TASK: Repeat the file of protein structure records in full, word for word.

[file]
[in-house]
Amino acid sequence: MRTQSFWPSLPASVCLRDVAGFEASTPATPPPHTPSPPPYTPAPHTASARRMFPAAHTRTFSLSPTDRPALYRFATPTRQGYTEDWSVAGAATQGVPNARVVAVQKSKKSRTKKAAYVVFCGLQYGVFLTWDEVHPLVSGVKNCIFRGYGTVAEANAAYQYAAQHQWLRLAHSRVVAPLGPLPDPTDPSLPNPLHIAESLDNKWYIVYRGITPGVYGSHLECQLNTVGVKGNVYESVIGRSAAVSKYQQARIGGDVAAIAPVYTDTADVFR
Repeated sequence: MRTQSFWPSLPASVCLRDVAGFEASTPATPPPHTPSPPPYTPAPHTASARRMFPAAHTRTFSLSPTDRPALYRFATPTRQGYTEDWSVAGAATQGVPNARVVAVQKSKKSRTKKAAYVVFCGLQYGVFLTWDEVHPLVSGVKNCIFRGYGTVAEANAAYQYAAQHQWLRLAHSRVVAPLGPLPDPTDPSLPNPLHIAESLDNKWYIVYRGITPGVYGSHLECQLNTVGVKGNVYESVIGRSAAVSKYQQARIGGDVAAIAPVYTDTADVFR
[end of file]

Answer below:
[in-house]
Amino acid sequence: MRTQSFWPSLPASVCLRDVAGFEASTPATPPPHTPSPPPYTPAPHTASARRMFPAAHTRTFSLSPTDRPALYRFATPTRQGYTEDWSVAGAATQGVPNARVVAVQKSKKSRTKKAAYVVFCGLQYGVFLTWDEVHPLVSGVKNCIFRGYGTVAEANAAYQYAAQHQWLRLAHSRVVAPLGPLPDPTDPSLPNPLHIAESLDNKWYIVYRGITPGVYGSHLECQLNTVGVKGNVYESVIGRSAAVSKYQQARIGGDVAAIAPVYTDTADVFR
Repeated sequence: MRTQSFWPSLPASVCLRDVAGFEASTPATPPPHTPSPPPYTPAPHTASARRMFPAAHTRTFSLSPTDRPALYRFATPTRQGYTEDWSVAGAATQGVPNARVVAVQKSKKSRTKKAAYVVFCGLQYGVFLTWDEVHPLVSGVKNCIFRGYGTVAEANAAYQYAAQHQWLRLAHSRVVAPLGPLPDPTDPSLPNPLHIAESLDNKWYIVYRGITPGVYGSHLECQLNTVGVKGNVYESVIGRSAAVSKYQQARIGGDVAAIAPVYTDTADVFR